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Men Desperately Want to Be Complimented

They just don’t know what to do when it happens

According to a Chris Rock bit that puts the differences between men and women into the most simplistic terms possible: Women need food, water, compliments, and an occasional pair of shoes; while men need only three things: Food, sex and silence. “Feed me, fuck me and shut the fuck up,” he jokes in the bit. Hilarious, but inaccurate: A recent Reddit thread reveals that men will in fact tolerate a tad more talking than zero if it’s in the form of compliments. Yes, it’s true: Men, long thought to be islands of self-esteem with no need for outside feedback, want praise, too.

In the thread, a Redditor asks men what NSFW secret they wish women were aware of. While many of the answers amount to the sort of old chestnuts that are not secrets at all, like “have sex with me without me having to ask you,” or “give me blowjobs without me having to ask you,” a surprising number of the comments are men wishing women knew how much they want to be complimented.

“I like compliments just as much as you do,” cokeiscool writes. “Shut up and tell me I’m pretty every once in a while—can make my whole day.” Others co-signed immediately. “Back in December a girl told me she really liked my shoes,” another user said. “I’m still riding the high on that compliment.”

Others reminisced about some of their favorite compliments women had given them. “I have a blue TMNT shirt I bought years ago, the old 90s cartoon turtles,” Jaymakk13 wrote. “I always get at least one compliment on it from a lady when I’m out. I love that shirt.”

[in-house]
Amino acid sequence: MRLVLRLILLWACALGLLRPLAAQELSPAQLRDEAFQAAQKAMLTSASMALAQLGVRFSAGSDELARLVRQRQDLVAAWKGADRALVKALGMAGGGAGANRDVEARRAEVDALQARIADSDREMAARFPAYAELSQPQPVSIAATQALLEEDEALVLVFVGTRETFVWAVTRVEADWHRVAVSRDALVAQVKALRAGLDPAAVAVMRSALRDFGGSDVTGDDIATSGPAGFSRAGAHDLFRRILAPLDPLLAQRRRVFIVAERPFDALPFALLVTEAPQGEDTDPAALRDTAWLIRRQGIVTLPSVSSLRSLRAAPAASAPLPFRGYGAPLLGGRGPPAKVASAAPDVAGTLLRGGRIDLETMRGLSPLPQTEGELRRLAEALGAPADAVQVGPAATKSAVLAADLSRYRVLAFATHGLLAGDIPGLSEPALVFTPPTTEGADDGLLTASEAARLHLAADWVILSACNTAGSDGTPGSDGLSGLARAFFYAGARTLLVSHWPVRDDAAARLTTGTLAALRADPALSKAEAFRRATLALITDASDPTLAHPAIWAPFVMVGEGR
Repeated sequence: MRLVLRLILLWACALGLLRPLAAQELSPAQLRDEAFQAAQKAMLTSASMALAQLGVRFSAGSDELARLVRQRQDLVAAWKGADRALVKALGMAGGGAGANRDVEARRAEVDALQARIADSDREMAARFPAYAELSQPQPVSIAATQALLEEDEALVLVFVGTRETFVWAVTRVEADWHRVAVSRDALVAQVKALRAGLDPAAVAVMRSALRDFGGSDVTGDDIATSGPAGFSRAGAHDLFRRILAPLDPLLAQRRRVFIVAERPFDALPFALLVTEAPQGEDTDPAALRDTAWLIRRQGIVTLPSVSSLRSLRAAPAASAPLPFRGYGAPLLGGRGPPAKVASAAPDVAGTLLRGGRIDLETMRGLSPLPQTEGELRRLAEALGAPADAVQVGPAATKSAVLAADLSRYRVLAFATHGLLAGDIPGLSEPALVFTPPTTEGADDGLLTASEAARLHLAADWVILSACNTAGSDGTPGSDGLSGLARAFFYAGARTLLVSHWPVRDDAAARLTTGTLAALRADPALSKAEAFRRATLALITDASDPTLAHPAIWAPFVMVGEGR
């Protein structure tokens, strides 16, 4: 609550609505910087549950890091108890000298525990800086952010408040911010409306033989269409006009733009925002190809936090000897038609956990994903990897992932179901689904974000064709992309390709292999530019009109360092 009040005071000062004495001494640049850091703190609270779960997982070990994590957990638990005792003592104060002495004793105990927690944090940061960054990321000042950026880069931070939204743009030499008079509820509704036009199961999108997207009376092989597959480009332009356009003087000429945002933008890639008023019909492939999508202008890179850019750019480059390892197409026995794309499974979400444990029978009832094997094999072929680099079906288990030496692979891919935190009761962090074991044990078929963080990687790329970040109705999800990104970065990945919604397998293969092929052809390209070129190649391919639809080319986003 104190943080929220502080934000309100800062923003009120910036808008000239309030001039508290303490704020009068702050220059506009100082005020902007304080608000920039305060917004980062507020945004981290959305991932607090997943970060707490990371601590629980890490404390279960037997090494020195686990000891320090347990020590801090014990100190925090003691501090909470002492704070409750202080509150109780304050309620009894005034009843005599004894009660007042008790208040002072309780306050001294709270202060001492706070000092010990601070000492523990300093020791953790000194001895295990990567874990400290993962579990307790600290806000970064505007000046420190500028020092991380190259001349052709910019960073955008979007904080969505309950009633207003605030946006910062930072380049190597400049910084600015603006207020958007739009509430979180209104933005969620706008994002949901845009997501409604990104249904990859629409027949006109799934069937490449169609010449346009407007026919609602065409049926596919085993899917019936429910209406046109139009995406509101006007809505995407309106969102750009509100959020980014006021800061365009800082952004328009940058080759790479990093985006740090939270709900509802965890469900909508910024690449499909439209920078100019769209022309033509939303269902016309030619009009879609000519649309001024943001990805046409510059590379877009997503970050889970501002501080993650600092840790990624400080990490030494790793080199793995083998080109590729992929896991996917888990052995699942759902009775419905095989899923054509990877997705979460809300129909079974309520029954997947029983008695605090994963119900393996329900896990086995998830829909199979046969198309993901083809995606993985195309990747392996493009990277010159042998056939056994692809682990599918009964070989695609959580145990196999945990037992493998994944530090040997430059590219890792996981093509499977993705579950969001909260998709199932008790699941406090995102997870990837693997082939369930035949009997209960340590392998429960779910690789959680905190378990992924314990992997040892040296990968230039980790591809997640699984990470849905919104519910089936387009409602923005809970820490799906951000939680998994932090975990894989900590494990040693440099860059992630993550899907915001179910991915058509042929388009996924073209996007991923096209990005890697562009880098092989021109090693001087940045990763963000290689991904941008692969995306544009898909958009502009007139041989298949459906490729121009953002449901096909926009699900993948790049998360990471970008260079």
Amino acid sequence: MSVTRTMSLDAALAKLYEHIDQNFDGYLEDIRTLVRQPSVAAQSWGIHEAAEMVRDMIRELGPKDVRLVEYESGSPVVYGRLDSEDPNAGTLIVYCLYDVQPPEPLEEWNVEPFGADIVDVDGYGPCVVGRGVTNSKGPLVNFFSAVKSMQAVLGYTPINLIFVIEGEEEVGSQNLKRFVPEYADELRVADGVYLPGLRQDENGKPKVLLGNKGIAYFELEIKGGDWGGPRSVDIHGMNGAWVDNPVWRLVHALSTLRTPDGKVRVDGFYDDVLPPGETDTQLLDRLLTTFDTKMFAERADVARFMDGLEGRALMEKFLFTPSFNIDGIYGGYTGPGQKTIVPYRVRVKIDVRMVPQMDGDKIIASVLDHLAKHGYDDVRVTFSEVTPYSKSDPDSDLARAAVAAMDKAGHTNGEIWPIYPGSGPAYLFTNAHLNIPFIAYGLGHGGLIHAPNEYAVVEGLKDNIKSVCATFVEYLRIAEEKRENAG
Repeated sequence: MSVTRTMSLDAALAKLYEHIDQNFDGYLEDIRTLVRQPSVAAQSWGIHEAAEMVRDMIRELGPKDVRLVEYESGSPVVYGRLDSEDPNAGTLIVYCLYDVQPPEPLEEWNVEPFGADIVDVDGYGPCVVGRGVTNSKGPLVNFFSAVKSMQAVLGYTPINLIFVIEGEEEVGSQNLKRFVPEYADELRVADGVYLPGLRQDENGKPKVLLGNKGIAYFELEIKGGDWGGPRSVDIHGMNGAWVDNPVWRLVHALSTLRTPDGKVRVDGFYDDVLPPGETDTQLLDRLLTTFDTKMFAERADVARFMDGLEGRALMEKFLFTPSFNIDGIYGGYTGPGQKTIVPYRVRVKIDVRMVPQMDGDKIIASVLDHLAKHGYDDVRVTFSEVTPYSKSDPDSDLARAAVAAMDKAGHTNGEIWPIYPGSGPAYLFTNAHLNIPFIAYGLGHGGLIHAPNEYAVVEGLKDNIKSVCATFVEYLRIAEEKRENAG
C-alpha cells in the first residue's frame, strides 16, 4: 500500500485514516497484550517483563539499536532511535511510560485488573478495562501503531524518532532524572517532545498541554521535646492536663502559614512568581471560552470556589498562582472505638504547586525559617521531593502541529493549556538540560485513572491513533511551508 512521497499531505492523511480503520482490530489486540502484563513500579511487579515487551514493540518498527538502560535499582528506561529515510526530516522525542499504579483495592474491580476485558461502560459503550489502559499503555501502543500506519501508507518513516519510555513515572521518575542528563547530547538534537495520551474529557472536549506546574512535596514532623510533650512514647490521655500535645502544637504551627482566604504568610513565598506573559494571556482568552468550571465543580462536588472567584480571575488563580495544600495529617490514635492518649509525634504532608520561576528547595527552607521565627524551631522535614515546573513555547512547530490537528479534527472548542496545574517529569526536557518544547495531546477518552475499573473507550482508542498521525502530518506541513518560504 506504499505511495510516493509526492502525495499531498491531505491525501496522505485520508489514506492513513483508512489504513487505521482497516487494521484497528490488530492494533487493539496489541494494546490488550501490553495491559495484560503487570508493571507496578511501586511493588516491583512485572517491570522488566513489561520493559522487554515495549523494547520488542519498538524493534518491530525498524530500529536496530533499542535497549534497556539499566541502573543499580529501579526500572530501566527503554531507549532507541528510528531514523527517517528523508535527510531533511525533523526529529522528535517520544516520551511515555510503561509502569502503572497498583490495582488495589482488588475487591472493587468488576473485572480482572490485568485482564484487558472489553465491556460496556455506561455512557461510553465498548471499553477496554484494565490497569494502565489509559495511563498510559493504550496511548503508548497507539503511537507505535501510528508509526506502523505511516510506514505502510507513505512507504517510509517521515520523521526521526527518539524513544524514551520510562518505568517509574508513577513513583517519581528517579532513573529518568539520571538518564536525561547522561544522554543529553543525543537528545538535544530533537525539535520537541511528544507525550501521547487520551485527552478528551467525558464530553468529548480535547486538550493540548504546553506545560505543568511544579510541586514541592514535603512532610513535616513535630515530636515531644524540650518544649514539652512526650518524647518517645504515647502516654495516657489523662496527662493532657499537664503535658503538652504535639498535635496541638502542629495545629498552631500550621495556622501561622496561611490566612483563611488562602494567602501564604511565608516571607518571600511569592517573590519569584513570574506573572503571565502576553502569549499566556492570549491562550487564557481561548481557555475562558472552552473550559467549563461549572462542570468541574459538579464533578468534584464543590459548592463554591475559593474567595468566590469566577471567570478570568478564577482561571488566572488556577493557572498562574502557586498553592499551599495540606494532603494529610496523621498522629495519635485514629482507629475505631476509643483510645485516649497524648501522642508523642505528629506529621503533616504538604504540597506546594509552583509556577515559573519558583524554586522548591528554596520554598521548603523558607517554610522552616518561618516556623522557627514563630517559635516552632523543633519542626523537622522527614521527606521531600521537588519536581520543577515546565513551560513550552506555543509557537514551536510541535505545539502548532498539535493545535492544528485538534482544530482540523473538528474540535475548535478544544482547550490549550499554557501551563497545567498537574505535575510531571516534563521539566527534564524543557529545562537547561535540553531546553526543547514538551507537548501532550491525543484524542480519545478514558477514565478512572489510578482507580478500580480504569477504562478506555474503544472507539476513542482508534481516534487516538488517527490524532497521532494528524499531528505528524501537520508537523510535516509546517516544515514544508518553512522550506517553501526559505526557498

But that doesn’t mean men are any good at taking those compliments in the moment. TongaGirl joined the thread to explain she’d once tried to tell a guy he was cute in an elevator, but he gave her a weird look. And men responded with the explanation that it can be hard to take compliments because it’s “ingrained in us to feel super weird to get compliments.” Others remarked that they weren’t sure how respond to them, if they should reciprocate the remark, downplay it or what.

Then, confirming what we all know to be true anecdotally when trying to tell a man he is appealing or smashing in any way, CptOblivion added this:

I got a compliment once, I had no idea how to react. I liked it, and I liked her, but it disarmed me so much that I just didn’t know what to do. From my reaction, she thought I was repulsed.

A few years ago, The Atlantic looked at why, exactly, men are so bad at being told nice things. One study from 1990 found that men typically think of compliments as a threat meant to embarrass or patronize them, Casey Quinlan wrote. What’s more, because men are used to being the ones doing the complimenting — acting, Quinlan writes, as “arbiters of someone’s attractiveness”—they might view a woman’s compliment as an unappealing, overly masculine act. Add to this the fact that because men tend to be valued for what they do and not how they look, drawing attention to their physical appearance can also feel emasculating.

Women, on the other hand, may avoid giving compliments because there’s an inherent risk in coming off as too forward—and it’s not worth attracting unwanted sexual attention just to tell a guy in the elevator he smells nice.

But as the Reddit thread attests—and as we move toward a world where men are slowly admitting to caring about how they look, while facing a stigma that they aren’t supposed to show it—it’s clear that at least men crave the same food, water, compliments, and occasional pair of shoes, that women do. (And sex—WE KNOW.)

With that in mind, men should consider getting over themselves and embracing these generous complimentary acts as nothing more than a nice remark. As for how to respond? Do just as women have been counseled to do since the dawn of time in accepting the numerous compliments (many unwanted) we’ve been fielding since birth. Don’t downplay it. Don’t aw-shucks it. Say, simply and graciously, “Thank you.”